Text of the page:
WHEELING – The natural gas wastewater that GreenHunter Water plans to recycle in Warwood can contain trace amounts of radioactive radium and radon, according to the federal Nuclear Regulatory Commission.
A section of Wheeling City Code forbids radioactivity from occurring within city limits if it is going to exceed the federal standards, which were established during the Cold War in 1957. City code specifically defines radioactivity as a “nuisance element,” listing it alongside noise, vibration, glare, smoke, odor, air pollution, dust, liquid waste, solid waste or heat.
One of the issues Wheeling would have in attempting to enforce the ordinance – Article 1343.05 (a10) of city code – is that it has no means to test for radioactivity, said Tom Connelly, assistant director of city’s Economic and Community Development Department.
“We don’t have people to monitor this,” he said when asked about the radioactivity provision. “I have reached out to the agencies that would be responsible for monitoring it. I am still waiting for a clear answer.”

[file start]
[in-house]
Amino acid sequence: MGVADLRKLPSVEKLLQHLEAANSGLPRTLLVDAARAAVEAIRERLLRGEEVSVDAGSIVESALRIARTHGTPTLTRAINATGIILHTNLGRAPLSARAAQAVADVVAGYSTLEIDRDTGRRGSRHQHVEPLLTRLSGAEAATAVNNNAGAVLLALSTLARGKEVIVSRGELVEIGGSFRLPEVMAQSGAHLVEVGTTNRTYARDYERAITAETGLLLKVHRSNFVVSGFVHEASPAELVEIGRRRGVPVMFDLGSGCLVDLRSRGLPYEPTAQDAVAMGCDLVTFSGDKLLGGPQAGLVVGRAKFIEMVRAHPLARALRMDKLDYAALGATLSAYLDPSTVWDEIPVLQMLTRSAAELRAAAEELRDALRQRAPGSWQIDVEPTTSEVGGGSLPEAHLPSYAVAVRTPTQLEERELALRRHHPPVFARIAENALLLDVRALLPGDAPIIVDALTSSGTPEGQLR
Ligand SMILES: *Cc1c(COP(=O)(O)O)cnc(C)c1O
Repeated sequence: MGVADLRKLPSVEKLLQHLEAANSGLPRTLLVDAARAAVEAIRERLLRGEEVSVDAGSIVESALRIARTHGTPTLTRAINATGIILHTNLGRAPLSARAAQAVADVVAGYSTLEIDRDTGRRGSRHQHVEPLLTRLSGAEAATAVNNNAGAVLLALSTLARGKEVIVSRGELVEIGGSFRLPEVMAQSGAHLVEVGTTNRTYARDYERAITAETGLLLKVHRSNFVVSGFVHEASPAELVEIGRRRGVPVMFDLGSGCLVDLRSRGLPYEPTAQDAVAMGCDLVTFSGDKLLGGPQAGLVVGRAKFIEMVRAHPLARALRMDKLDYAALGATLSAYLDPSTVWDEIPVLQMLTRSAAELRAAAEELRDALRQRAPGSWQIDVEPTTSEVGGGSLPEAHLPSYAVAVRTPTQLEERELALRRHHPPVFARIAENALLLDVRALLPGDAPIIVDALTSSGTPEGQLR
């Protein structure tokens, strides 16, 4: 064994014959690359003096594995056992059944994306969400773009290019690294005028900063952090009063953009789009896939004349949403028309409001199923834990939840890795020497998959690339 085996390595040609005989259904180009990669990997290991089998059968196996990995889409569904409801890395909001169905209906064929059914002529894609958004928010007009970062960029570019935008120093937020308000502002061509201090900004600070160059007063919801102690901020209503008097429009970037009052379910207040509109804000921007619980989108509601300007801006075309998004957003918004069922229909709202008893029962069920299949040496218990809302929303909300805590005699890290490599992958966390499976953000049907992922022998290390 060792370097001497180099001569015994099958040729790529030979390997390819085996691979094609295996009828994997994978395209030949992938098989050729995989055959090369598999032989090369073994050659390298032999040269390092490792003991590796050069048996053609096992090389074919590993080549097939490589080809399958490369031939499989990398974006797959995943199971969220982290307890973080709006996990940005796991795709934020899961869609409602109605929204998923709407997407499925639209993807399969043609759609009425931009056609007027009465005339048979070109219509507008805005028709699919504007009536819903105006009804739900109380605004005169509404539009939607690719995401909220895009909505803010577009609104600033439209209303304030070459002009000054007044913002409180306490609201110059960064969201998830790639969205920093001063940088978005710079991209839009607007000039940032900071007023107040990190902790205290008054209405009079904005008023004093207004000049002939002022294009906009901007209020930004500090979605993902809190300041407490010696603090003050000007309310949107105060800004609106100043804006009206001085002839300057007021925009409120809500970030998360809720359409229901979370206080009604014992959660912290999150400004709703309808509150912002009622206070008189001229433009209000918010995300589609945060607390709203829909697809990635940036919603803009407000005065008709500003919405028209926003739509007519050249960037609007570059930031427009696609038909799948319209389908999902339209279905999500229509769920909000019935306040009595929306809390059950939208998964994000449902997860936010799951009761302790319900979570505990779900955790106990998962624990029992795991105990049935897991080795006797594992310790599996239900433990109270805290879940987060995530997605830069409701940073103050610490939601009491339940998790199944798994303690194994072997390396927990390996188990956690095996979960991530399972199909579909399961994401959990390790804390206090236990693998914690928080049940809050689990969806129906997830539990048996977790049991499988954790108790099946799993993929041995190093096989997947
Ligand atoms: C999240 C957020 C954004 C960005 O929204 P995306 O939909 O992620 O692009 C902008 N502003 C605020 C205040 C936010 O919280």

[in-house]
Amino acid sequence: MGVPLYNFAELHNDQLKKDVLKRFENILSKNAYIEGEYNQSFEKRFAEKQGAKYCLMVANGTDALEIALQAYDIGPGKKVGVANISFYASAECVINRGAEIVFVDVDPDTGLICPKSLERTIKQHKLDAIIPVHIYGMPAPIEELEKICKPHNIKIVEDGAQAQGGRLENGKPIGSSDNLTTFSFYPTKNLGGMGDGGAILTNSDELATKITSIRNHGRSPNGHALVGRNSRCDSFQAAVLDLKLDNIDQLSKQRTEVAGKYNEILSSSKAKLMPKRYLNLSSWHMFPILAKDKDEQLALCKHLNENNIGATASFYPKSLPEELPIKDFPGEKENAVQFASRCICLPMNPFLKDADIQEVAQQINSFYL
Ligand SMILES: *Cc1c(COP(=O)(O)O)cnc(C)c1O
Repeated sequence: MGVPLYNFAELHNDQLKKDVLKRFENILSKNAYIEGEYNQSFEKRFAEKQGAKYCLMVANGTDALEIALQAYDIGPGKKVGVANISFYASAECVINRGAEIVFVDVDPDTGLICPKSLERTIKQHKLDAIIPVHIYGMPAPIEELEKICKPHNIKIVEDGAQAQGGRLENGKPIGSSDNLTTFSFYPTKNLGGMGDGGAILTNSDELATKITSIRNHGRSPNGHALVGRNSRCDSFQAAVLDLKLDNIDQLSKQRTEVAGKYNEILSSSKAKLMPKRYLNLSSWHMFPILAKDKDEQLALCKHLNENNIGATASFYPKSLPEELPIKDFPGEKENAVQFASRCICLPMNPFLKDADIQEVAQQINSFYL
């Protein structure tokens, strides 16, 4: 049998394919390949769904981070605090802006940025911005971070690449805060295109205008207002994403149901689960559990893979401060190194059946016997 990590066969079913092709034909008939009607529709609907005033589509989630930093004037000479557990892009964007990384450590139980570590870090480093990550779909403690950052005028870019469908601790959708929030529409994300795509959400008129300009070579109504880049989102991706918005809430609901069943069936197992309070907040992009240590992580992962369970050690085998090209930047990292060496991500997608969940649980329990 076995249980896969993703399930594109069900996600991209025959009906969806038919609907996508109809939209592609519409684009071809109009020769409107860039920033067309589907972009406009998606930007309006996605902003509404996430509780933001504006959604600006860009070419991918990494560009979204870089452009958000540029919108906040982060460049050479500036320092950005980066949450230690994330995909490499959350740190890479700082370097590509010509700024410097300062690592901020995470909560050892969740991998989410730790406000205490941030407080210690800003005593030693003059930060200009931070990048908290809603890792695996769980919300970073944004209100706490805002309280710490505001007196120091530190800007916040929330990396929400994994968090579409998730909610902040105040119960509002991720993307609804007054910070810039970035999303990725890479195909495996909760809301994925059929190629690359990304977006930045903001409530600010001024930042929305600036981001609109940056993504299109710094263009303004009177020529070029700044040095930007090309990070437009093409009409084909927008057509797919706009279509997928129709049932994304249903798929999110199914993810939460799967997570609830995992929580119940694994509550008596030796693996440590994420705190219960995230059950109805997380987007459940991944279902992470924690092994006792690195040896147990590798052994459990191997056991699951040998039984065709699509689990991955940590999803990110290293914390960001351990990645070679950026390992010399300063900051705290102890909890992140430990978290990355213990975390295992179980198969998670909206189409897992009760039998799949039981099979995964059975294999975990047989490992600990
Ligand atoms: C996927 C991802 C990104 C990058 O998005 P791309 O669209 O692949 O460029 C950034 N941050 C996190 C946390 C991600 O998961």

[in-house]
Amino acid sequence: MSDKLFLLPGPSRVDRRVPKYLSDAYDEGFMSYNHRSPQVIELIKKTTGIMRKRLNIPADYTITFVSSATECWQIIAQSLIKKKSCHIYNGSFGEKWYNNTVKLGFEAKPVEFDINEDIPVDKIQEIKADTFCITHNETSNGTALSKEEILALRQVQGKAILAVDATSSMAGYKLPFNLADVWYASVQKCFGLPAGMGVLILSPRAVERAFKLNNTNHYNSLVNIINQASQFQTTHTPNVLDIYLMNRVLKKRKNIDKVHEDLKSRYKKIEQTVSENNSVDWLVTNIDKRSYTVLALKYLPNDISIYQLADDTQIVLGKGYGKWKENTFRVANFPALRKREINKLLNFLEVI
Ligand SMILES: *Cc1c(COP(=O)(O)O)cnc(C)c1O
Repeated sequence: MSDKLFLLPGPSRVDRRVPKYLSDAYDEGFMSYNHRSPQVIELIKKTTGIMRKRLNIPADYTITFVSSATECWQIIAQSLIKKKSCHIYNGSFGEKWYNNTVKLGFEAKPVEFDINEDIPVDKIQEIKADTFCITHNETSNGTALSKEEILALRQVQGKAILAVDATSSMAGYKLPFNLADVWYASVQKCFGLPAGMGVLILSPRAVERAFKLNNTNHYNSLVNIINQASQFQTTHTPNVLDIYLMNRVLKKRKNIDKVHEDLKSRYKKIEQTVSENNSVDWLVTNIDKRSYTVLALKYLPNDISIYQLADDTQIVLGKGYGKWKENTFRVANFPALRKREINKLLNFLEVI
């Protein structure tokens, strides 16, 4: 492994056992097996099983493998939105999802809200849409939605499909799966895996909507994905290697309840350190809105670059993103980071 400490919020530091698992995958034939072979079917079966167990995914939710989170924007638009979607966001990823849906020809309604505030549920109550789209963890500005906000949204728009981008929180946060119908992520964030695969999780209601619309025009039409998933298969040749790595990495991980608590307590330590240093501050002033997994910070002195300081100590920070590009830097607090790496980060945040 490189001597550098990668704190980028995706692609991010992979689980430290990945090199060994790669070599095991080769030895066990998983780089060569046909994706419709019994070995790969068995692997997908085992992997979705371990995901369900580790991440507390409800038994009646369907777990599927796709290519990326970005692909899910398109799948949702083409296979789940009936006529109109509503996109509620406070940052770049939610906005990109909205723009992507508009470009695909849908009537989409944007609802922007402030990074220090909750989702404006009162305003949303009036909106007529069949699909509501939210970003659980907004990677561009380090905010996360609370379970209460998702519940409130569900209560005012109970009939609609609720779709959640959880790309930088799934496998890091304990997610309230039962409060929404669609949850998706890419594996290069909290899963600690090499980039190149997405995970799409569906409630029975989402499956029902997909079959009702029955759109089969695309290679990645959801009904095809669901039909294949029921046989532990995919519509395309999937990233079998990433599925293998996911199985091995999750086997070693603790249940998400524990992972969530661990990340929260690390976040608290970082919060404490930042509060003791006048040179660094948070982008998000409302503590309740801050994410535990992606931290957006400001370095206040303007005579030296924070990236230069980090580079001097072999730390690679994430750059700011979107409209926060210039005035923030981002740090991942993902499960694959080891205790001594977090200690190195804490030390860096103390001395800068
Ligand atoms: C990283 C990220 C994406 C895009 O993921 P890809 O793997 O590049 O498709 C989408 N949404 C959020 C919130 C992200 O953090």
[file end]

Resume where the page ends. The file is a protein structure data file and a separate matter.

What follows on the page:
GreenHunter’s process removes suspended solids from the recycled frack water. John Jack, the company’s vice president of business development, admits trace amounts of chemicals and salts will remain in the water including radium, uranium and radon.
Jack said while the elements are radioactive, they are minuscule in volume.
Those minuscule levels of radioactivity have not stopped drilling waste from setting off radiation alarms at Pennsylvania landfills, which happened more than 1,000 times in 2012, according to the Pennsylvania Department of Environmental Protection. The Pennsylvania DEP stressed the data to date indicates there is no public health risk.
Jack said all GreenHunter employees will wear radiation monitors while working at the Wheeling site.